My job at SATS: I’m a Dietitian who helps plan the meals you eat in hospitals

My job at SATS: I’m a Dietitian who helps plan the meals you eat in hospitals

Tiffany Cheong, Senior Dietitian, spends majority of her time at Sengkang General Hospital (SKH). She is a SATS employee who is part of the SKH team creating meals for both patients and staff.

Tiffany shares more about her job below and the hard work that goes into ensuring that patients get delicious and nutritious meals:

dietitian from SATS, Sengkang General Hospital

What exactly does a Dietitian do?

Well, the entire team oversees both patient and staff meals in the hospital. My primary role is to conduct daily checks of patient meals. In the hospital we have a variety of therapeutic diets, so portions, and even texture of the food have to be checked constantly. Part of my routine also includes food tasting where I check the texture of food made specifically for modified diets. Things like soft, chopped, minced and pureed food have to be cooked to certain specifications.

So… you get to taste a lot of food?

There’s a lot more to it! As a Dietitian, it’s crucial for me to balance the needs of both the hospital and the chefs – food should taste good, but they also must take the health needs of the patients into consideration.

So aside from menu planning with the chefs, I also oversee the control room where patient meal slips are delivered for review before being sent to the kitchen, as well as the electronic meal ordering system (eMOS) which allows me to deliver changes to the menu across the hospital. Control room staff can come to me to clarify certain instructions or can call me for a consultation on special diet requests. 

My job also requires me to do a fair bit of training for kitchen staff, control room staff and even diet aides. For example, I'll train kitchen staff on how to prepare food for people with different dietary needs - teaching them how to adjust portions for patients on a weight management programme, or the different ways to modify the texture of food. At SKH we offer regular, soft, chopped, minced and pureed diet, all of which have to be done to certain specifications. Diet aides and control room staff learn the different terms to help them better understand the needs of their patients. All this is important as food plays a key role in a patient's recovery.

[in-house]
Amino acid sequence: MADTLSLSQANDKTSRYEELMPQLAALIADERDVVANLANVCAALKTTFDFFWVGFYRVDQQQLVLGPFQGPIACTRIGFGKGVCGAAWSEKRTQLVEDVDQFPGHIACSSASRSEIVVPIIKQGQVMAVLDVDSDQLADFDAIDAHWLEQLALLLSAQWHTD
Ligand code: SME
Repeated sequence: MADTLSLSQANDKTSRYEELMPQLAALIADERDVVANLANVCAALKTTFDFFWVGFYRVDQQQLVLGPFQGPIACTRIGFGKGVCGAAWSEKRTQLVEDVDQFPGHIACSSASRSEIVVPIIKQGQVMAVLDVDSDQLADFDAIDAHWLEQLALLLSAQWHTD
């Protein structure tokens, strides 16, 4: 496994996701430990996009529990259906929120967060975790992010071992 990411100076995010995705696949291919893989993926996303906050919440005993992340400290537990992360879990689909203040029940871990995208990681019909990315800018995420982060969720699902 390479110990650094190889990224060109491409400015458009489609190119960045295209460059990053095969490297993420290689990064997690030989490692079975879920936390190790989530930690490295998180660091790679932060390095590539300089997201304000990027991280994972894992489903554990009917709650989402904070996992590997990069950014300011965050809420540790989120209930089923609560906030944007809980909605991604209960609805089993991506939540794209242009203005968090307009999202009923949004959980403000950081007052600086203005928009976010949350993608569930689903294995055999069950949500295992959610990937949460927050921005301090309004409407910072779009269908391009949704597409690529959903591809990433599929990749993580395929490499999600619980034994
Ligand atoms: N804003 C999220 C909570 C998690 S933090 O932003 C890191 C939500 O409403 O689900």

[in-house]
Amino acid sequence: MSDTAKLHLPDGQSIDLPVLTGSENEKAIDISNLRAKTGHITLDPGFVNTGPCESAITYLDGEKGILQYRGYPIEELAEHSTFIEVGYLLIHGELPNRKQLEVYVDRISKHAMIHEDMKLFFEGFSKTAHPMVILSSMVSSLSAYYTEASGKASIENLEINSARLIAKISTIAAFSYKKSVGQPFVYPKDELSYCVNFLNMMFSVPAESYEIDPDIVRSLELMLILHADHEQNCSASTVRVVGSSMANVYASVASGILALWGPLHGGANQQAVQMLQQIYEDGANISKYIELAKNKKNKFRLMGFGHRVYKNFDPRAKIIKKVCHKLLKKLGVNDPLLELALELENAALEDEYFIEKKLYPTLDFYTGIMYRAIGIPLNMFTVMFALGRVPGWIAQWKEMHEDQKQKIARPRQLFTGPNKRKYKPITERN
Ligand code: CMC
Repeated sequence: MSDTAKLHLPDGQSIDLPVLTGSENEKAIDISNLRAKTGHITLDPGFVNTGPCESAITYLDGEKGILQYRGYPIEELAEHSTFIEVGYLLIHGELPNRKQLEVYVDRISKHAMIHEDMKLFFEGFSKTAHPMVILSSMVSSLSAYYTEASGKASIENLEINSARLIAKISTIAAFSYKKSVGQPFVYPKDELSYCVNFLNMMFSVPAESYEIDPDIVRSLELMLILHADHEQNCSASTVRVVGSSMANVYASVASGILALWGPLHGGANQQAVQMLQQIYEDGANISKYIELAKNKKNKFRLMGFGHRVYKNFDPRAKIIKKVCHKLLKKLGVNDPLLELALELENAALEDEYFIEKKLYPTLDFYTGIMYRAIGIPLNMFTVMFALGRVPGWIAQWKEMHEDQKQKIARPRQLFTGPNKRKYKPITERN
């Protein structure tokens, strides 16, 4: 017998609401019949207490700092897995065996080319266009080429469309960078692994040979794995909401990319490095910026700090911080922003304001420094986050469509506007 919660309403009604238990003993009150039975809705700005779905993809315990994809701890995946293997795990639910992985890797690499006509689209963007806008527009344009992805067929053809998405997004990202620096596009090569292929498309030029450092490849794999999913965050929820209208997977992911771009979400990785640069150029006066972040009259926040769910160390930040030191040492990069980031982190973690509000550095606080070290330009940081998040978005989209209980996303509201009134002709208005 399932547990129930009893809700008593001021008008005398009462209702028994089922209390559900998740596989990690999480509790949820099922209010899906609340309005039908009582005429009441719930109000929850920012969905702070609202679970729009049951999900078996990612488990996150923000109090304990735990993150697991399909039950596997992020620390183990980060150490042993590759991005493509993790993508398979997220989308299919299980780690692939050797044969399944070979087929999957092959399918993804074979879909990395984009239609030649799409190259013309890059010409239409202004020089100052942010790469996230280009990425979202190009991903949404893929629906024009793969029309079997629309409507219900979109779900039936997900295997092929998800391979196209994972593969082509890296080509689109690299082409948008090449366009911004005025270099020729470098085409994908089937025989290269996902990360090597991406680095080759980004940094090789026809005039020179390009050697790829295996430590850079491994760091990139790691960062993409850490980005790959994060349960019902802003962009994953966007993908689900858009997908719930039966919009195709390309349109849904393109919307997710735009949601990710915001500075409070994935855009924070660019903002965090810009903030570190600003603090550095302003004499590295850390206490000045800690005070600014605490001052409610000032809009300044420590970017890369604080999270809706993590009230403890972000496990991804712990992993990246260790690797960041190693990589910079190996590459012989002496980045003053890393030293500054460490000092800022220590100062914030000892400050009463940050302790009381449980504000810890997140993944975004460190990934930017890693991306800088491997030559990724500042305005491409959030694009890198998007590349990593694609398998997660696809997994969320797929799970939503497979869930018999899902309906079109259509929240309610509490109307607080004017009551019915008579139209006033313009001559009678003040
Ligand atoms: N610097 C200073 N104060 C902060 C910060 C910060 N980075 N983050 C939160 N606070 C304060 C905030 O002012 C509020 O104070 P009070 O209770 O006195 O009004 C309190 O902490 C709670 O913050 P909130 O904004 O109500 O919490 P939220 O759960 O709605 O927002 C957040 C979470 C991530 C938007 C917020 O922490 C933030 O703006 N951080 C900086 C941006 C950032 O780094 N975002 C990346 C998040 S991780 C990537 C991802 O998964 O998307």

What kind of food is served in a hospital?

We try to offer a wide variety, so patients get to choose from 10 different menus during each meal. They have choice of Malay, Indian, Indian Vegetarian, Western, Chinese, Chinese Vegetarian and more. There are also chef’s specials and four different options for light meals, such as noodle soup and congee. Patients of a higher ward class or who have opted for a more expensive meal ticket get access to an additional menu. We also recently introduced burgers, hawker fare, double-boiled soup and some SATS signature dishes such as Eight-Treasure Roasted Chicken, Chicken Rendang with Sayur Lodeh, Mutton Dalcha with Briyani and more.

We want patients to have a pleasant stay at the hospital and food is such a big part of that. We try to get as much feedback from the patients as well so that we can tweak menu items to suit their palates. 

Inkedgood food SKH_LI
Review from a happy patient at Sengkang General Hospital

What is the biggest difference between the food we have when we dine out and the food served in hospitals?

Generally, hospital food is lower in salt, fat and sugar. There are more stringent health guidelines set by the hospital, so portions are tailored to a patients’ diet. But this also means our chefs go the extra mile to mimick the flavours of the original dish. Part of what a Dietitian does is to find alternatives to less healthy ingredients, which is especially important for patients with food allergies. We want patients to be able to enjoy their dishes.

What do you like about your job?
I love what I’ve been doing for the past 6 years! Translating my dietetics knowledge into the delivery of actual meals that help patient recovery feels very rewarding. Also, working at SATS is very different from being a nutritionist or dietitian elsewhere. Here, I have the opportunity to be involved in the planning of operations. I get the opportunity to work with departments outside my scope such as the purchasing or quality assurance teams. I am very proud of our team and the work we’ve done so far.

Do you have advice for someone looking to join SATS as a Dietitian?
Be open-minded as you’ll be given a lot of opportunities to learn new skills outside of dietetics. And love food! We develop new menus for better dining experiences for patients so we should also appreciate a wide variety of food.

If you’re interested in a rewarding career like Tiffany, click below to find out what job opportunities are available at SATS today.

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